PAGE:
Massalias 1, 106 80, Athens

210 3376 710 /

Financial Mediation

What is mediation?

Mediation is an internationally widely used ADR method, where the parties of a dispute attempt, on a voluntary basis and with the assistance of a trained neutral third party (the mediator), to negotiate and reach a mutually acceptable and viable solution. In Greece, mediation is regulated by Law 4640/2019 (it was first introduced in 2010) and constitutes an alternative means in which parties can access justice, outside of court.


Why choose mediation?

Mediation is one of the most effective methods to resolve disputes in the financial service and commercial sectors, like loan/debt restructuring, disputes arising from the provision of investment and insurance services etc.

There are many advantages to mediation, especially in disputes arising in the financial services sector:


Α. Time-efficiency and cost effectiveness

Mediation saves both times and costs, since is a much quicker and a less expensive process than court processes. Depending on the issues involved in the dispute, a mediation process might last only a few days, while disputing parties can avoid significant court fees. Especially in banking and finance-related disputes, time and cost are two main elements that parties want to minimize, in order to avoid uncertainty, which usually adversely affects their business operations.

Β. A voluntary process of reaching viable agreements

Parties enter the mediation process on a voluntary basis and in good faith, aiming to find a solution to their problem through their own decisions (unlike a court or arbitration process, where a judge or an arbitrator respectively, decides for the parties and imposes a binding decision). Especially in banking and finance-related disputes, the voluntary nature of mediation implies that parties involved sincerely want to negotiate and to reach a mutually beneficial solution. Most importantly, the mediation agreement is usually a well-structured agreement that takes into consideration realistic and reasonable parameters and assumption.

C. Confidentiality, impartiality and effectiveness

Mediation creates a neutral and impartial environment that provides privacy, safety, builds trust and encourages disputing parties to negotiate, on equal terms, a mutually acceptable agreement. The mediator (who has no interest on the outcome of the dispute) acts as a catalyst between disputing parties facilitating their communication and actively assisting them to reach an agreement. Furthermore, the mediator ensures confidentiality of all information disclosed and he/she will never disclose confidential information to anyone, without permission. Accredited mediators have received special training and are registered in the official list of the Greek Ministry of Justice.  Especially in banking and finance-related disputes, the mediator has expertise, deep knowledge and significant relevant experience.

D. Enforceability

The final written Mediation Settlement Agreement, if parties reach an agreement, is fully executed (enforceable title) and can be used for the registration or cancellation of mortgages. The enforceability of the final Mediation Settlement Agreement implies that if a party fails to comply with the terms the mediated agreement, then the other party has the right to immediately initiate enforcement proceedings.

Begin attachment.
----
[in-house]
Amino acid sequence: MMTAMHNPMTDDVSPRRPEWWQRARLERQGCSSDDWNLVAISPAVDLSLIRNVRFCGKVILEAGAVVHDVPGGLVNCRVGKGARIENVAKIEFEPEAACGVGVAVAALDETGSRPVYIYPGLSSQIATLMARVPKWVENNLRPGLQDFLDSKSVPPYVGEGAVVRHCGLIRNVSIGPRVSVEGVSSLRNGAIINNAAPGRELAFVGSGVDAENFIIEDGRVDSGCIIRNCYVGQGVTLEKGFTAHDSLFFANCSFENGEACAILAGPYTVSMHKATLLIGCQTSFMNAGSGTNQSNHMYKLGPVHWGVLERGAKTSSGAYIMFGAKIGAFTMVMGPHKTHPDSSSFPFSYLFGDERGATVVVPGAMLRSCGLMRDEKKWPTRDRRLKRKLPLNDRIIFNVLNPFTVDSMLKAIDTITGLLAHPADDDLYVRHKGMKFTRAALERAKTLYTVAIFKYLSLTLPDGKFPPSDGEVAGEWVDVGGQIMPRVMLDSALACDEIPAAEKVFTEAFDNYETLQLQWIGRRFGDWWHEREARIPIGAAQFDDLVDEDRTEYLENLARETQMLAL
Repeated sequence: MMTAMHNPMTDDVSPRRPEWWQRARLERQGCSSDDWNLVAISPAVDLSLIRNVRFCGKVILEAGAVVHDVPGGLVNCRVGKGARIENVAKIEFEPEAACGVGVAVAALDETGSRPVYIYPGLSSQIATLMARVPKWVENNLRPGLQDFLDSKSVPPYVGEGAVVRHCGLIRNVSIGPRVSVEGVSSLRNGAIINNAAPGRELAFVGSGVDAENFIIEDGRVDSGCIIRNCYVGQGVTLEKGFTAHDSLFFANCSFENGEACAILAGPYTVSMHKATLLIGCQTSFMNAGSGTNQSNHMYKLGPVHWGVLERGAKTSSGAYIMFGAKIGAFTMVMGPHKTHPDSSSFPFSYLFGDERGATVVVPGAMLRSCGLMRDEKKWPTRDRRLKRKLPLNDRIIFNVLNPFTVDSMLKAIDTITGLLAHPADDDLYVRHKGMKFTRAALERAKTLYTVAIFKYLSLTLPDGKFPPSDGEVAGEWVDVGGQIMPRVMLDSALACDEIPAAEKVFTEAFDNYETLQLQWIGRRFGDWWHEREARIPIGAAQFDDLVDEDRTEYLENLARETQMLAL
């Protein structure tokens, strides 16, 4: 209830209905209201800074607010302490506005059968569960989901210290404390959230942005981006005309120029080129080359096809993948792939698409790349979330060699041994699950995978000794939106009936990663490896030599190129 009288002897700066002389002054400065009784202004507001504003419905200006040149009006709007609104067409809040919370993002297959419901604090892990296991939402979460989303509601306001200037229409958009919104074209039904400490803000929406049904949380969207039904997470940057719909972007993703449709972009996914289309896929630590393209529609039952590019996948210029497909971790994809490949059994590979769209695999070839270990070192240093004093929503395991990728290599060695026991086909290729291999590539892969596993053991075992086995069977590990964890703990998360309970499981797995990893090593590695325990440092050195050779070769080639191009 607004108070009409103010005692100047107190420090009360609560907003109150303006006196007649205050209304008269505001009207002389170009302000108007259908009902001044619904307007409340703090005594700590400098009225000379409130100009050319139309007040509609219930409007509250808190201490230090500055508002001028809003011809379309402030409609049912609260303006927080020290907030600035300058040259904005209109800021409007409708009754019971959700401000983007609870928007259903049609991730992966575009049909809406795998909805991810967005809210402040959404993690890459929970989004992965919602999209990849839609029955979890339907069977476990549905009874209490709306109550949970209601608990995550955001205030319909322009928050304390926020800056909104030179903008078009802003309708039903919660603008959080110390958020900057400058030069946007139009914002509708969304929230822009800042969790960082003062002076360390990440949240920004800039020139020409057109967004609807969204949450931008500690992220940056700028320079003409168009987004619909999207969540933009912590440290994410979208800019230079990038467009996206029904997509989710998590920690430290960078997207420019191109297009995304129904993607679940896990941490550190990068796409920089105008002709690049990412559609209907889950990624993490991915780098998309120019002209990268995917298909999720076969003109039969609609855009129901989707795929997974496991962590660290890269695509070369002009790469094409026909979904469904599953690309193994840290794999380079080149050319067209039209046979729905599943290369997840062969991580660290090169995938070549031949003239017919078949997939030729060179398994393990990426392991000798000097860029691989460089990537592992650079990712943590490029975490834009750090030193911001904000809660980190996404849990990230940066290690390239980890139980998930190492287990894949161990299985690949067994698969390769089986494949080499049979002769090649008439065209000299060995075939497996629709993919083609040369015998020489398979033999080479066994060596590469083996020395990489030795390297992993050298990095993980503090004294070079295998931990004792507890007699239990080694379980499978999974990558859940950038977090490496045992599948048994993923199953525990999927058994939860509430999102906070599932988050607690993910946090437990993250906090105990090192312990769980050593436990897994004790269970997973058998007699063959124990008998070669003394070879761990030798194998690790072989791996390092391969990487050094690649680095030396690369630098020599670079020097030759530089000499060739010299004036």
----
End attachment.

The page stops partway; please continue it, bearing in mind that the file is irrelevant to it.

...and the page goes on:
On the other hand, if the parties fail to reach agreement, they can pursue their dispute through a court.

Ε. Viable business and intrapersonal relationships 

Mediation, especially in banking and finance-related disputes, helps parties to improve their commercial bonds and to strengthen their business relationships. Even if these relationships have been damaged, mediation can create the conditions in with trust and confidence can gradually start to rebuild. Instead, going through the courts is usually more stressful, causing considerable damage in business and interpersonal relationships.


Mandatory Initial Mediation Session

According to Law 4640/2019 (articles 6 & 7), for certain categories of disputes, parties are obligated to attend an introductory mediation session with their respective lawyers (compulsory mediation):

  • Cases under the Single-Member Court of First Instance (of value more than €30,000)
  • Cases under the Multiple Member Court of First Instance

During the mandatory initial mediation session, the mediator informs the parties about the mediation procedure and the possibility to resolve their dispute outside of court.

If both parties agree to resolve their dispute through mediation, they can sign a Mediation Submission Agreement.

If the parties don’t choose to go through mediation, then the mediator signs the minutes of the session indicating the failure to continue through mediation.  If a party chooses to go through the court (initiating an action), then the minutes shall be submitted to the court along with the briefs, otherwise their case is rejected as inadmissible.

Our Center provides all necessary administrative and support services to facilitate the mandatory initial mediation session.